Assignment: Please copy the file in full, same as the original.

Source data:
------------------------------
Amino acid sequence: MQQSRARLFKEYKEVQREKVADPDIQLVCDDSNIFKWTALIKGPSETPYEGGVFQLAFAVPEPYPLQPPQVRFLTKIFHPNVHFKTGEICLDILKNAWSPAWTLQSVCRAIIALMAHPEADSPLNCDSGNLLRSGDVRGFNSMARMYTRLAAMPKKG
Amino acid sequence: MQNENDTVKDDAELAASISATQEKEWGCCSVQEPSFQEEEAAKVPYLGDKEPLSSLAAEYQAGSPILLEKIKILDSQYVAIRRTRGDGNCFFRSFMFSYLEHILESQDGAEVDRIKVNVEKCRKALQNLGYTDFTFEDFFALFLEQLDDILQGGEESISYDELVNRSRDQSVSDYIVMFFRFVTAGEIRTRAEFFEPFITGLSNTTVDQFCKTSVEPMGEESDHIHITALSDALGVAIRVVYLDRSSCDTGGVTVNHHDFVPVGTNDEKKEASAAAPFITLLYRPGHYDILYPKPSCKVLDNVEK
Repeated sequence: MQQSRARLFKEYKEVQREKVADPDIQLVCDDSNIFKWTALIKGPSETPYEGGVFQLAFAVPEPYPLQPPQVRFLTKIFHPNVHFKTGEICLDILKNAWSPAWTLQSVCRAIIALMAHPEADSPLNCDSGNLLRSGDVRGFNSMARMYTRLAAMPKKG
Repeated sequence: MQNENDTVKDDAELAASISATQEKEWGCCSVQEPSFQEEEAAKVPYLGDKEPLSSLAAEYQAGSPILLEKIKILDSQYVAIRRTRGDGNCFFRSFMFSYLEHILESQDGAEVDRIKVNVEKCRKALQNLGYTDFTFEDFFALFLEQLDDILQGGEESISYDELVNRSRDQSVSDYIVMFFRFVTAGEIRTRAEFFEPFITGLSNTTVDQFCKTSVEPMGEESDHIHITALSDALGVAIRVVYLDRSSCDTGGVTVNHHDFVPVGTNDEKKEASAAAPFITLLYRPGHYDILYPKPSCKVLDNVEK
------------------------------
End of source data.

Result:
Amino acid sequence: MQQSRARLFKEYKEVQREKVADPDIQLVCDDSNIFKWTALIKGPSETPYEGGVFQLAFAVPEPYPLQPPQVRFLTKIFHPNVHFKTGEICLDILKNAWSPAWTLQSVCRAIIALMAHPEADSPLNCDSGNLLRSGDVRGFNSMARMYTRLAAMPKKG
Amino acid sequence: MQNENDTVKDDAELAASISATQEKEWGCCSVQEPSFQEEEAAKVPYLGDKEPLSSLAAEYQAGSPILLEKIKILDSQYVAIRRTRGDGNCFFRSFMFSYLEHILESQDGAEVDRIKVNVEKCRKALQNLGYTDFTFEDFFALFLEQLDDILQGGEESISYDELVNRSRDQSVSDYIVMFFRFVTAGEIRTRAEFFEPFITGLSNTTVDQFCKTSVEPMGEESDHIHITALSDALGVAIRVVYLDRSSCDTGGVTVNHHDFVPVGTNDEKKEASAAAPFITLLYRPGHYDILYPKPSCKVLDNVEK
Repeated sequence: MQQSRARLFKEYKEVQREKVADPDIQLVCDDSNIFKWTALIKGPSETPYEGGVFQLAFAVPEPYPLQPPQVRFLTKIFHPNVHFKTGEICLDILKNAWSPAWTLQSVCRAIIALMAHPEADSPLNCDSGNLLRSGDVRGFNSMARMYTRLAAMPKKG
Repeated sequence: MQNENDTVKDDAELAASISATQEKEWGCCSVQEPSFQEEEAAKVPYLGDKEPLSSLAAEYQAGSPILLEKIKILDSQYVAIRRTRGDGNCFFRSFMFSYLEHILESQDGAEVDRIKVNVEKCRKALQNLGYTDFTFEDFFALFLEQLDDILQGGEESISYDELVNRSRDQSVSDYIVMFFRFVTAGEIRTRAEFFEPFITGLSNTTVDQFCKTSVEPMGEESDHIHITALSDALGVAIRVVYLDRSSCDTGGVTVNHHDFVPVGTNDEKKEASAAAPFITLLYRPGHYDILYPKPSCKVLDNVEK